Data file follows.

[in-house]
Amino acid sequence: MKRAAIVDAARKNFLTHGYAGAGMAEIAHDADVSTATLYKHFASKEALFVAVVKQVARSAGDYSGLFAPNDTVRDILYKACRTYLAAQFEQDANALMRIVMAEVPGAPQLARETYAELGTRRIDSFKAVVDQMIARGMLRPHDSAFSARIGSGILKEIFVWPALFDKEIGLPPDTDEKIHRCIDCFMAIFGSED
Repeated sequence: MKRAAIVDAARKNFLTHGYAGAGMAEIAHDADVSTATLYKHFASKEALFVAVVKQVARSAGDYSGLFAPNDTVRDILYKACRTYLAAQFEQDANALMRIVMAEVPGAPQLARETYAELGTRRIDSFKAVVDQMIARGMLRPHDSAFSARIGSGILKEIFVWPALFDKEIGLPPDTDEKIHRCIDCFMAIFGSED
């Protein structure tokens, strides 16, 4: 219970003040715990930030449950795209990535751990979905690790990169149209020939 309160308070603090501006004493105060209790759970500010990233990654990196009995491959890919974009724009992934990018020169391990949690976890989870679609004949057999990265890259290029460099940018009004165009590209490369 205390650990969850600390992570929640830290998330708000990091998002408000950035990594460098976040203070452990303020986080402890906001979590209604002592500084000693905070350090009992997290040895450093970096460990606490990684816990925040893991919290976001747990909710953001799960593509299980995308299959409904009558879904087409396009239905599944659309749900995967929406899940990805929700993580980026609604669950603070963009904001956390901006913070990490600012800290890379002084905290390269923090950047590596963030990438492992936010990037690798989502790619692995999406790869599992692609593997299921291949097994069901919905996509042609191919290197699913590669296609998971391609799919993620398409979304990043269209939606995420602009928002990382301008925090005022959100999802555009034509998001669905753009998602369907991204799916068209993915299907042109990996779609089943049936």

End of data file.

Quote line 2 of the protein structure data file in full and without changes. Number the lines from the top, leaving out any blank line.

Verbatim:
Amino acid sequence: MKRAAIVDAARKNFLTHGYAGAGMAEIAHDADVSTATLYKHFASKEALFVAVVKQVARSAGDYSGLFAPNDTVRDILYKACRTYLAAQFEQDANALMRIVMAEVPGAPQLARETYAELGTRRIDSFKAVVDQMIARGMLRPHDSAFSARIGSGILKEIFVWPALFDKEIGLPPDTDEKIHRCIDCFMAIFGSED